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The amount of property tax you pay on a transaction is, of course, typically linked with the value of the property itself – and Manchester’s proximity to the Peak District is just one factor that may mean there is more of a tax bill to minimise than there might be elsewhere in the UK.

In fact Manchester is one of several cities close enough to the Peak District to see inflated property prices, according to a Nationwide report.

Nationwide’s chief economist Robert Gardner explains: “The Peak District serves the highest number of people [of any national park], with around 5.9 million living within 25km of its boundary.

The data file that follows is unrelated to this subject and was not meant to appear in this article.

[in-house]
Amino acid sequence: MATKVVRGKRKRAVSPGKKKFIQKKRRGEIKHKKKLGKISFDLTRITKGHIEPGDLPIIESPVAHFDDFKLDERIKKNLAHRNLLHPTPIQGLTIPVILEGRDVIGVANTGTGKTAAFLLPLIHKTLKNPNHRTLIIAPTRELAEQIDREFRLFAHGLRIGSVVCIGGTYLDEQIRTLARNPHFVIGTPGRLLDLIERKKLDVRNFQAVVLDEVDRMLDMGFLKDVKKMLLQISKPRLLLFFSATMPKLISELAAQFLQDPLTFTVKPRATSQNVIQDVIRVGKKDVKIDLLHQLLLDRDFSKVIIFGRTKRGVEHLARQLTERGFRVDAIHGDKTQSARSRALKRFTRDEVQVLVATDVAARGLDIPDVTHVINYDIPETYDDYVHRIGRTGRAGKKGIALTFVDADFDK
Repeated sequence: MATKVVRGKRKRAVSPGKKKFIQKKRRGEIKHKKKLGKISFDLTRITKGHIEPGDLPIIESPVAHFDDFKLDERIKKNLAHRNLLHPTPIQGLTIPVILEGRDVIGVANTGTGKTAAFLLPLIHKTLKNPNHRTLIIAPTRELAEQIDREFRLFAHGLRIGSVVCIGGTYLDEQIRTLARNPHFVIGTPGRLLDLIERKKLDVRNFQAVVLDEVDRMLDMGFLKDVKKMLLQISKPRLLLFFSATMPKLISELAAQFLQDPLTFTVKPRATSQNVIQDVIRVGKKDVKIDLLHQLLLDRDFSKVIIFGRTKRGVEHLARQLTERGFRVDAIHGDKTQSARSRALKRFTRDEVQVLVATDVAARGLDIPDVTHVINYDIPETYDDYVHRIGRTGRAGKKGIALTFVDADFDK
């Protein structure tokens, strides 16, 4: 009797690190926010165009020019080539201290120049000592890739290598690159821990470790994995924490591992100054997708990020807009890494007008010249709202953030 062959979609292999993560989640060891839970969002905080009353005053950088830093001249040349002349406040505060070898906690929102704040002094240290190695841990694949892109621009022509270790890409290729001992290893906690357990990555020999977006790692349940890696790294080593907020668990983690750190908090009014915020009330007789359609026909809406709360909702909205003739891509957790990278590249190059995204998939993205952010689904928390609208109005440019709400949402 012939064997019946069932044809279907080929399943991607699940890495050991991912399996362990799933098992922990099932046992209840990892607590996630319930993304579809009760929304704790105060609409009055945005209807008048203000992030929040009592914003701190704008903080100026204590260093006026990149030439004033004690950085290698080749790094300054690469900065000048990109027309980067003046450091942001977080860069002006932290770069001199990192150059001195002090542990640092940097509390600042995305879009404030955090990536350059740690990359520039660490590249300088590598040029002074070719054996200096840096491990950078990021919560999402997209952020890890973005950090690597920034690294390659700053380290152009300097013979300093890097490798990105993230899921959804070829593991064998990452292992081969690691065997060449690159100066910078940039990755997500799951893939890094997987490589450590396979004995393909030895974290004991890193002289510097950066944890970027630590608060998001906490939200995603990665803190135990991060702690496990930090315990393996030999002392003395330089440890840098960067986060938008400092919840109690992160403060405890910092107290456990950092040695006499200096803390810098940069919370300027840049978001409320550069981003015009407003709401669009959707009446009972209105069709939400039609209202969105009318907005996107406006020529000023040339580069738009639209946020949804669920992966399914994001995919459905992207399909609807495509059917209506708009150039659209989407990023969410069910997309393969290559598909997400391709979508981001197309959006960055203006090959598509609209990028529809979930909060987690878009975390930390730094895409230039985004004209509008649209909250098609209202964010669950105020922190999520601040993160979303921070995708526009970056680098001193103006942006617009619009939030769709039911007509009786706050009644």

“Its central location makes it accessible from major population centres such as Derby, Sheffield and Manchester.

“It is also a desirable place to live and average prices within the park have increased by 11% over the past year.”

For a property within the boundaries of a national park, you can expect to pay a price premium of around a fifth – but even up to 5km away, prices can still be around 8% higher.

With the Lake District also not too far north of Manchester, the premium paid in the city and its surroundings – both in terms of house prices and associated property tax – is perhaps even higher than most.